There has been a surge in the number of funding requests that doctors in England are being forced to make on behalf of their patients for treatments that are no longer routinely funded in their area, reveals an investigation published by The BMJ today.
The findings are based on Freedom of Information data from 169 Clinical Commissioning Groups (CCGs) in England and show that patients around the country are being denied access to care that just months ago was granted without question.
The analysis shows the overall number of individual funding requests (IFRs) received by CCGs in England soared by 47% in the last four years. In just the last 12 months, requests jumped more than 20% from 60,400 to 73,900 – a sign that CCGs are under increasing financial pressure.
There is substantial variation around the country, but the types of treatment being restricted include cataract removal, hip and knee replacements and mental health care.
For instance, the investigation shows that the total number of IFRs for cataract removal in England rose from 359 (1.6% of the total) in 2013-14 to 1,034 (3.4%) in 2016-17. Similarly, IFRs for hip and knee surgery went from 49 (0.2% of the total number of requests) in 2013-14 to 899 (3% of the total) in 2016-17.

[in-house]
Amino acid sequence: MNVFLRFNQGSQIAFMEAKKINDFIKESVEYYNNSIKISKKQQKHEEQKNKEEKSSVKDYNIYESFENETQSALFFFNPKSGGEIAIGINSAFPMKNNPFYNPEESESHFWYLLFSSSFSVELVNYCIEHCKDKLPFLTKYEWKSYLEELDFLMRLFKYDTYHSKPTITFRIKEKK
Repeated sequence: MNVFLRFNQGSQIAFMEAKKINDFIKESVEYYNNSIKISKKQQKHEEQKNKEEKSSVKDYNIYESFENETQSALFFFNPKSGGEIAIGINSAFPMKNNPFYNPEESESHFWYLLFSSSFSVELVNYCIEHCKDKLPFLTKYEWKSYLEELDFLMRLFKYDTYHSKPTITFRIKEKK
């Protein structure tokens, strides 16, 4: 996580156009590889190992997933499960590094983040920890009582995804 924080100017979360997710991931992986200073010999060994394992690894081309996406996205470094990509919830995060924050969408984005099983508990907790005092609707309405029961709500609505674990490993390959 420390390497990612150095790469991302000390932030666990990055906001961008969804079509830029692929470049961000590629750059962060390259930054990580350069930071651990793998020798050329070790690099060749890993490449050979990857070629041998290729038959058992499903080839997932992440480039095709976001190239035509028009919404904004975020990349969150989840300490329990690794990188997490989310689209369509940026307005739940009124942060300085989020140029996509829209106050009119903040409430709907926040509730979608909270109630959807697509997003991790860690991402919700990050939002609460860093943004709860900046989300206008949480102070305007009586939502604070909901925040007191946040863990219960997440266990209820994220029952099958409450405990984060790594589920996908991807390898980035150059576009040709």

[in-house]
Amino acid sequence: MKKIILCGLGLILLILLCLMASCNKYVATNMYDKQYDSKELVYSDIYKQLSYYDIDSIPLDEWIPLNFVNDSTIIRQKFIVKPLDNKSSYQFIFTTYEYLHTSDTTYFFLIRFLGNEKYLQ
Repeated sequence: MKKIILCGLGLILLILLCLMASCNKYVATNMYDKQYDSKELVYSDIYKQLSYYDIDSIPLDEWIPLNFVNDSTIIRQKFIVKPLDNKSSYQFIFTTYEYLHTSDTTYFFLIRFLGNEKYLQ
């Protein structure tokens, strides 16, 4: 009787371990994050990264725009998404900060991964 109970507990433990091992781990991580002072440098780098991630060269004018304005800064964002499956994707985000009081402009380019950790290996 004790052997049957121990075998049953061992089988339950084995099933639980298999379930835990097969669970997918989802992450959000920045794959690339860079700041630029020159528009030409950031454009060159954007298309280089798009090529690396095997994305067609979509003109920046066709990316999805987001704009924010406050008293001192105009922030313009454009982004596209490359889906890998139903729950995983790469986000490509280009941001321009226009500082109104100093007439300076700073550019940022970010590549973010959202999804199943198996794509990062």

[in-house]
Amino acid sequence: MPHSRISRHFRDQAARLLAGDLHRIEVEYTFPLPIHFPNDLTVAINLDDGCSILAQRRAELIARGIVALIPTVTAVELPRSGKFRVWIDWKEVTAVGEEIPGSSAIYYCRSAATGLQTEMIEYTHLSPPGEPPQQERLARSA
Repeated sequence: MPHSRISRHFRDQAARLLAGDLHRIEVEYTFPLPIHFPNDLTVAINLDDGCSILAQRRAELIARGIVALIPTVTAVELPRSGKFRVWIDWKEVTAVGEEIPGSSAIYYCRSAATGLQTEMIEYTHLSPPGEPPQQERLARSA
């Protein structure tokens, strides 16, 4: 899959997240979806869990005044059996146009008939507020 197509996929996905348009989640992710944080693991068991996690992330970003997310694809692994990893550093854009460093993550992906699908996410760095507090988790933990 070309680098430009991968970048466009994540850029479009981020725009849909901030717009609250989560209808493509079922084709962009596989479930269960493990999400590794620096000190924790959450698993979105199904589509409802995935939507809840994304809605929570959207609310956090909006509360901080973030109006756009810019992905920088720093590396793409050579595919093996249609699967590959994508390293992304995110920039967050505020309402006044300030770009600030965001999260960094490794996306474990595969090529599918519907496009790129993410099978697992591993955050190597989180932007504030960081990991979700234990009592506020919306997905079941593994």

It also reveals a consistently high number of mental health requests through IFR between 2013-14 and 2016-17, despite a concerted government push to improve access to mental health care over this period.
Stephen Cannon, vice president of the Royal College of Surgeons, said commissioners were misguidedly imposing restrictions on some treatments to save money to the detriment of patient care.
Just over half (52%) of the requests made in 2016-17 were approved. But the sharp increase in the overall number of requests means that thousands more patients are being turned down for funding each year, while many others are forced to wait for their treatment while their request is considered.
Richard Vautrey, a GP in Leeds and deputy chair of the BMA's GP committee, called for "an open and honest discussion" on rationing. He urged NHS England to set out clear guidelines on which treatments should be routinely available and which should require an individual request.
"It's clearly unfair for patients to be subjected to this postcode rationing and it also adds further to GPs' workload as they are called on to provide more and more evidence to support each application," he told The BMJ.
However, Julie Wood, chief executive of NHS Clinical Commissioners, the organisation that represents CCGs, said that commissioners had to make "difficult decisions" over which services to fund.
"Unfortunately the NHS does not have unlimited resources and ensuring patients get high quality care against a backdrop of spiralling demand and increasing financial pressures is one of the biggest issues CCGs face," she said.